22 March 2016, The Tablet

Conservative peers accused of sabotaging Islamic State genocide debate

The amendment was defeated yesterday with 148 votes to 111

The Catholic Labour MP Rob Flello has called on Baroness (Elizabeth) Berridge to resign as Chairwoman of the All-Party Group on religious freedom, claiming that she sabotaged an amendment that would have compelled the Government to describe IS atrocities in the Middle East as genocide.

Mr Flello said on Tuesday that he was deeply shocked that Monday’s debate about the amendment, which was tabled by Lord (David) Alton, and which was defeated by 148 votes to 111, was “effectively sabotaged” by the Conservative peer’s speech and advanced lobbying.

During the debate Baroness Berridge said that she could not support the amendment because the legal process around recognising a genocide risked taking too long and would not help the most vulnerable and because it was restricted to terrorist activity in Iraq and Syria. In addition, she said that it risked diluting the crime by politicising it and devolving responsibility for naming genocide to domestic courts.

“It is a complete betrayal, almost certainly for party political reasons, of everything the Group stands for,” Mr Flello said. “I recently stood down as an officer of the Group because of concerns I had about the way in which it was run but I am truly staggered that the Chair would so actively campaign against this amendment which had such widespread support from the Members of the Group. Baroness Berridge’s position is untenable,” he said.

During yesterday’s debate Lord Alton, a Crossbench peer, reminded the House that last week the US Secretary of State, John Kerry, on behalf of the White House said that IS’ actions constituted genocide.

Of the Government’s refusal to do the same, he argued: “In these circumstances, the genocide convention becomes nothing more than window dressing, which is an insult to the original drafters and ratifiers, as ‘never again’ becomes a hollow slogan devoid of meaning.”

Recognising the deaths as genocide would not oblige the Government to take in any more refugees, he explained, rather it would mean that those recognised as victims of genocide would be prioritised.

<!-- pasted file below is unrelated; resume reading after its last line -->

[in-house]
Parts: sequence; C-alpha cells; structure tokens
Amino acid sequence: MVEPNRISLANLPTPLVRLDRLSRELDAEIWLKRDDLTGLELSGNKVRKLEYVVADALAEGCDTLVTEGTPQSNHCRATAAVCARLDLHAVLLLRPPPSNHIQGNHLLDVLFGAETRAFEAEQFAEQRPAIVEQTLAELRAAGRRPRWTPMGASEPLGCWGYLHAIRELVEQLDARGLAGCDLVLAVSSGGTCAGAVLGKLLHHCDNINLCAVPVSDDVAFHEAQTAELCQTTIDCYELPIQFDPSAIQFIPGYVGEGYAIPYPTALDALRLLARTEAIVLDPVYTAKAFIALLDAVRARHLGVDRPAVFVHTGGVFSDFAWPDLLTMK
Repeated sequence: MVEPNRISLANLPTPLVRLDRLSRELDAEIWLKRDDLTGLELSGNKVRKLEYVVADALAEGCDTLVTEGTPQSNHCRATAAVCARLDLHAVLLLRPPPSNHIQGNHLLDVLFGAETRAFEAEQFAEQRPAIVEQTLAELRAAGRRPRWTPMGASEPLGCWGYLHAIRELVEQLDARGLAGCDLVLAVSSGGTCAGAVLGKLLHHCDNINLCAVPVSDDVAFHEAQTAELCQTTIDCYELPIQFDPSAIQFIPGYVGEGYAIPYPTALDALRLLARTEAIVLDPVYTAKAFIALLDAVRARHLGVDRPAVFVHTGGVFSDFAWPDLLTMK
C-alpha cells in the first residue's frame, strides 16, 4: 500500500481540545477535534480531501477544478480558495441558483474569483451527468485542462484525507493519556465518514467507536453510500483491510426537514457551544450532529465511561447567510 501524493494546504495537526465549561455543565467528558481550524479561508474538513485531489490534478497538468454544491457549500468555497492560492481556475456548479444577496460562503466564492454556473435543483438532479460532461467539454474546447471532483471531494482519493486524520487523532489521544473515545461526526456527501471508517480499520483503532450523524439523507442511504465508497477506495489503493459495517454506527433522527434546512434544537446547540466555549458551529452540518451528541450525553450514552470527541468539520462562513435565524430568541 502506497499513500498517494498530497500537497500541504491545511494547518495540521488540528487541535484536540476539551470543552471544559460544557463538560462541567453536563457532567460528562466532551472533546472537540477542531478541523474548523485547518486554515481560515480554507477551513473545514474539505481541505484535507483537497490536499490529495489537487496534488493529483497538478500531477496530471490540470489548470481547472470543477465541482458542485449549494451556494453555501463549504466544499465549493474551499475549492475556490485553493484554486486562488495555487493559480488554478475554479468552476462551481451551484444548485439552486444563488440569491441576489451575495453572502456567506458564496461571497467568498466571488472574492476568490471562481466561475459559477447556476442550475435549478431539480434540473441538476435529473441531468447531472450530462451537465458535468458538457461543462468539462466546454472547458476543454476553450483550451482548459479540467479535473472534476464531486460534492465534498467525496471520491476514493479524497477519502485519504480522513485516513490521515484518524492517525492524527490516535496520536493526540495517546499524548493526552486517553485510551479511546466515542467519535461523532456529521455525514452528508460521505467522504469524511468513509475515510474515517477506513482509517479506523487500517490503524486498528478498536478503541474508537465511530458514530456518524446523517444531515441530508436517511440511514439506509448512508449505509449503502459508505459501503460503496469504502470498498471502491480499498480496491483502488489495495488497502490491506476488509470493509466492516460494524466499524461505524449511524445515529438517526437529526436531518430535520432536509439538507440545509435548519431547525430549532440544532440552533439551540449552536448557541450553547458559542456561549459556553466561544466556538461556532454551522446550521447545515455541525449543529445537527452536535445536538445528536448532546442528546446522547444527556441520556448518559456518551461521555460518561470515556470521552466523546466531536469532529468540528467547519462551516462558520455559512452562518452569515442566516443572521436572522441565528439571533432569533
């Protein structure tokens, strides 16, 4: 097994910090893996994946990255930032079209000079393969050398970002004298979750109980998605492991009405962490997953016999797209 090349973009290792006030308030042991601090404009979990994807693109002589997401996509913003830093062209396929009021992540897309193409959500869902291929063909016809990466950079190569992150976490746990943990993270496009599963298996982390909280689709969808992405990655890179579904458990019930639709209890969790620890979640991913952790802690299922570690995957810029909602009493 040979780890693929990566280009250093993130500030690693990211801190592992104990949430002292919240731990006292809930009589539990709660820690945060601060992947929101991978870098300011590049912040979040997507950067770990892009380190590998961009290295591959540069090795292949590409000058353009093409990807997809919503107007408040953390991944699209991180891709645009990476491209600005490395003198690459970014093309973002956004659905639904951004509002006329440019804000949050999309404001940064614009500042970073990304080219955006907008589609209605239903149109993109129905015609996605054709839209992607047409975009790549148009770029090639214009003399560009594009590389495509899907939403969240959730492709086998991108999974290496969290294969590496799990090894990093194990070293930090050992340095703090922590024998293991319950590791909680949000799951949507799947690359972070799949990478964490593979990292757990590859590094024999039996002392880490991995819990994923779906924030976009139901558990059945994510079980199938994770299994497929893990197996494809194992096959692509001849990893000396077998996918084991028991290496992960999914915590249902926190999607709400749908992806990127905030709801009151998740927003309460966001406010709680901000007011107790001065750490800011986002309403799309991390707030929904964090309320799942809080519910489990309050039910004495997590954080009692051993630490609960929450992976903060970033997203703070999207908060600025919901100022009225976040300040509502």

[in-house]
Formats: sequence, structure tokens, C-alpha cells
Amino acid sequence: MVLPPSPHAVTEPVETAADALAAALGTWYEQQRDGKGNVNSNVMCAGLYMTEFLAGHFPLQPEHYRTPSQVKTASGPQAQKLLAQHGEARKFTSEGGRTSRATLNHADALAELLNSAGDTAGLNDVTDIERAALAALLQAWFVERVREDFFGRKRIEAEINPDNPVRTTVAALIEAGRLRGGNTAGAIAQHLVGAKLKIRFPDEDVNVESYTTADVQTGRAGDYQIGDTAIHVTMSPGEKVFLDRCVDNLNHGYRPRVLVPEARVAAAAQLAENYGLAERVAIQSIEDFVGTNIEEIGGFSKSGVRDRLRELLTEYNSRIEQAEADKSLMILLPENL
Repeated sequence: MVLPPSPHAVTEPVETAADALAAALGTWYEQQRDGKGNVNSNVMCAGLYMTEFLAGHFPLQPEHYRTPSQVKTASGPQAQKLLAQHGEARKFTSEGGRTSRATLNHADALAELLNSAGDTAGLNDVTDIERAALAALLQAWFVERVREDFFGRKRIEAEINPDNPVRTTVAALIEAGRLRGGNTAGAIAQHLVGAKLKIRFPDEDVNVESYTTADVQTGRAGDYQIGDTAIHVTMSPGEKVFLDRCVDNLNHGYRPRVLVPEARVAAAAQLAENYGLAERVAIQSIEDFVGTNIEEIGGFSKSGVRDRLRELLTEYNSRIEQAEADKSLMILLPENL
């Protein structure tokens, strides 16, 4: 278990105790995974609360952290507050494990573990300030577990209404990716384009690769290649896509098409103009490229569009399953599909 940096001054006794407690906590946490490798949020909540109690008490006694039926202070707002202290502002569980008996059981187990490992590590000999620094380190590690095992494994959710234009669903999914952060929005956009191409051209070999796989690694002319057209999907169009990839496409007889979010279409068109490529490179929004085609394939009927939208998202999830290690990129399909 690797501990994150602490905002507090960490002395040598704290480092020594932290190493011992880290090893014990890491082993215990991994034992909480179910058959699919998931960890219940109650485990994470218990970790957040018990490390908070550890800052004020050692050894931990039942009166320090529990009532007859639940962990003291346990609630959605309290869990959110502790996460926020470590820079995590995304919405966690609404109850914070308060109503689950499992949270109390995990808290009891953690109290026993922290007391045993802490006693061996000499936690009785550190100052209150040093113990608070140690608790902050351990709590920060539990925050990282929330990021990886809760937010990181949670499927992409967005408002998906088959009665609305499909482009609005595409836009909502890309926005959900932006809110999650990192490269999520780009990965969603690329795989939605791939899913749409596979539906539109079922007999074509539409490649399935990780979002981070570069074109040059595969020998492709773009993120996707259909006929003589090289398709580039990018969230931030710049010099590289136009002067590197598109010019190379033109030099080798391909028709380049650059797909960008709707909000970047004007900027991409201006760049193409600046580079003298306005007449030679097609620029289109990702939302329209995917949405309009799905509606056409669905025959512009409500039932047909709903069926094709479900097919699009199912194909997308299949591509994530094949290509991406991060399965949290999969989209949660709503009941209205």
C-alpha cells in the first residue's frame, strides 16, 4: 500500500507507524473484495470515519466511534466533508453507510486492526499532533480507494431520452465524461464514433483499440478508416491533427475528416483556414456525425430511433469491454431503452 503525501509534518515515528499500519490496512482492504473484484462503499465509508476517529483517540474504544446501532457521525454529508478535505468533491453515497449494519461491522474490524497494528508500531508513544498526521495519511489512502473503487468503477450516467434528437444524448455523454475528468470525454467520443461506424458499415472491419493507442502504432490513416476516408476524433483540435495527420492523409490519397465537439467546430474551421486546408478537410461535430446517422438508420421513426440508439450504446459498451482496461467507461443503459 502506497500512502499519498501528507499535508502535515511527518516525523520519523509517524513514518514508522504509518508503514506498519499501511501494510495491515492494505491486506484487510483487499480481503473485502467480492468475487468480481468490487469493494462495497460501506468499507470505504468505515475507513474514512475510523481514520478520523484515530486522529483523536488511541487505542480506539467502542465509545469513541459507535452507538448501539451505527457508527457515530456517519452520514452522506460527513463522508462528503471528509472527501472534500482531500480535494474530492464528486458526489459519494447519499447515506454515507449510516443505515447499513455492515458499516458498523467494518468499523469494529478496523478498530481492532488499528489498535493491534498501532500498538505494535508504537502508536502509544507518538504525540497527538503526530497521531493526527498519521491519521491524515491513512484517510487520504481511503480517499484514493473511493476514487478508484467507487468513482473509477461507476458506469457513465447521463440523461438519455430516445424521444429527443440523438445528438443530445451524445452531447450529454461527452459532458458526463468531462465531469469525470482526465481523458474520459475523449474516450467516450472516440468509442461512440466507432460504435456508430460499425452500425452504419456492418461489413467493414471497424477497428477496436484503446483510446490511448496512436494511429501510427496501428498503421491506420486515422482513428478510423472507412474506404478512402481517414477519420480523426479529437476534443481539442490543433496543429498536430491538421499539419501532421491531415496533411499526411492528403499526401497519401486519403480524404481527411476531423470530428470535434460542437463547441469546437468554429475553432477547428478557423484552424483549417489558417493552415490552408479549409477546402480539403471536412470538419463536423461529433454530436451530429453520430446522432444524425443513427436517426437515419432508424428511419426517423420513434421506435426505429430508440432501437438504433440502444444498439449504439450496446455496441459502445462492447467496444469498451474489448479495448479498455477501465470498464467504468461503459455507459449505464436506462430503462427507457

Baroness (Helena) Kennedy of the Shaws, Chairwoman of the EU Justice Sub-Committee, who also spoke in support of the amendment, said none of its supporters invoked the term genocide readily.

“For most of us, this term will be forever associated with the atrocities of the Nazi concentration camps and the deliberate effort to exterminate the Jews during the Second World War. It is a word that carries incredible weight, and its importance cannot be diluted. We are talking about something of great seriousness when we talk about genocide,” she said.

Speaking to The Tablet, Baroness Berridge said: "I am disappointed that Rob Flello has chosen to issue a public statement and to call my motivations into question rather than seeking to speak to me about this amendment, on which his own party chose to abstain.

"All-Party Groups by their nature include members with shared passions but different views on how best to achieve our shared goals. While our views on the best way forward will sometimes differ, as in this case, we all have the goal of ensuring that we give as much help as possible to those persecuted by IS, and bring those responsible to justice.

"As I have made clear not only in the debate last night, but in private and in public over recent weeks, I was concerned that while this amendment's motivations were right, it would not have the desired effect in practice. This is why I have urged the Government to expand the criteria of the Syrian vulnerable people scheme, to ensure that Iraqis threatened by IS, as well as Syrians, can be offered protection by the UK, and to increase the number of those we help. I intend to continue to work tirelessly to keep up the momentum on this issue."



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